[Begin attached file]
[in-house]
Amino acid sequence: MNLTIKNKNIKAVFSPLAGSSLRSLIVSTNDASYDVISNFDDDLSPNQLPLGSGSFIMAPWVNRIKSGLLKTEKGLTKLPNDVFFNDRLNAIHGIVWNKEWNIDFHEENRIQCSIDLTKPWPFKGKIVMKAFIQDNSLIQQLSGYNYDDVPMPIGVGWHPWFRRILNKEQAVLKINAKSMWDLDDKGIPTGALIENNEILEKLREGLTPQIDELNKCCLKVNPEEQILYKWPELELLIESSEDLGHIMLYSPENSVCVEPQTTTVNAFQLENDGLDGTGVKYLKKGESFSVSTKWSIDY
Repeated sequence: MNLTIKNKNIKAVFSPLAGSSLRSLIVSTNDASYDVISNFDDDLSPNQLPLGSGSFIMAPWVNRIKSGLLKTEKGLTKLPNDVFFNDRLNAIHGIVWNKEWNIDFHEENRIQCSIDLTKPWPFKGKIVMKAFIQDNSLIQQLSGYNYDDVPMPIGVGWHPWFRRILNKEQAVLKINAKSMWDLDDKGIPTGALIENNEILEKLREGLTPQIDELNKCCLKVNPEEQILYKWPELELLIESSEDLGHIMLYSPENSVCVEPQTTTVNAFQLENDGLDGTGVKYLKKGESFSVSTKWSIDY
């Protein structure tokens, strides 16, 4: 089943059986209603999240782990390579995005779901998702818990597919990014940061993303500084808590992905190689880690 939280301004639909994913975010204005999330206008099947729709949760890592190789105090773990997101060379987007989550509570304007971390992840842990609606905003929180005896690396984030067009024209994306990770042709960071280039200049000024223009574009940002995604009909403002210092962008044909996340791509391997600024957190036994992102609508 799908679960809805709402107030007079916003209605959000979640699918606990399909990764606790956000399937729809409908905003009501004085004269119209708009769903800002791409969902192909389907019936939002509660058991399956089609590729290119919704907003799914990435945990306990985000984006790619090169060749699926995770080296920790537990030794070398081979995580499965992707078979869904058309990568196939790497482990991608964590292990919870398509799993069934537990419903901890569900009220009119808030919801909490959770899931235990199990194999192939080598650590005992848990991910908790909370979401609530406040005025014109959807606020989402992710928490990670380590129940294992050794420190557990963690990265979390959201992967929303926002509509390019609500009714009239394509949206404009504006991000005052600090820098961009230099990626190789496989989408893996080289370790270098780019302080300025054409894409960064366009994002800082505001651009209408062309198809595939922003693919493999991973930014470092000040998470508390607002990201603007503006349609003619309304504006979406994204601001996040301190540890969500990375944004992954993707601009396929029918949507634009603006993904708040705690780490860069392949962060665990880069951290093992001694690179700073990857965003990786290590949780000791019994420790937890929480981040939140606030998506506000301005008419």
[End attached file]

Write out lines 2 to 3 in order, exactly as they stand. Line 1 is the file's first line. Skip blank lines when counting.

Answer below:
Amino acid sequence: MNLTIKNKNIKAVFSPLAGSSLRSLIVSTNDASYDVISNFDDDLSPNQLPLGSGSFIMAPWVNRIKSGLLKTEKGLTKLPNDVFFNDRLNAIHGIVWNKEWNIDFHEENRIQCSIDLTKPWPFKGKIVMKAFIQDNSLIQQLSGYNYDDVPMPIGVGWHPWFRRILNKEQAVLKINAKSMWDLDDKGIPTGALIENNEILEKLREGLTPQIDELNKCCLKVNPEEQILYKWPELELLIESSEDLGHIMLYSPENSVCVEPQTTTVNAFQLENDGLDGTGVKYLKKGESFSVSTKWSIDY
Repeated sequence: MNLTIKNKNIKAVFSPLAGSSLRSLIVSTNDASYDVISNFDDDLSPNQLPLGSGSFIMAPWVNRIKSGLLKTEKGLTKLPNDVFFNDRLNAIHGIVWNKEWNIDFHEENRIQCSIDLTKPWPFKGKIVMKAFIQDNSLIQQLSGYNYDDVPMPIGVGWHPWFRRILNKEQAVLKINAKSMWDLDDKGIPTGALIENNEILEKLREGLTPQIDELNKCCLKVNPEEQILYKWPELELLIESSEDLGHIMLYSPENSVCVEPQTTTVNAFQLENDGLDGTGVKYLKKGESFSVSTKWSIDY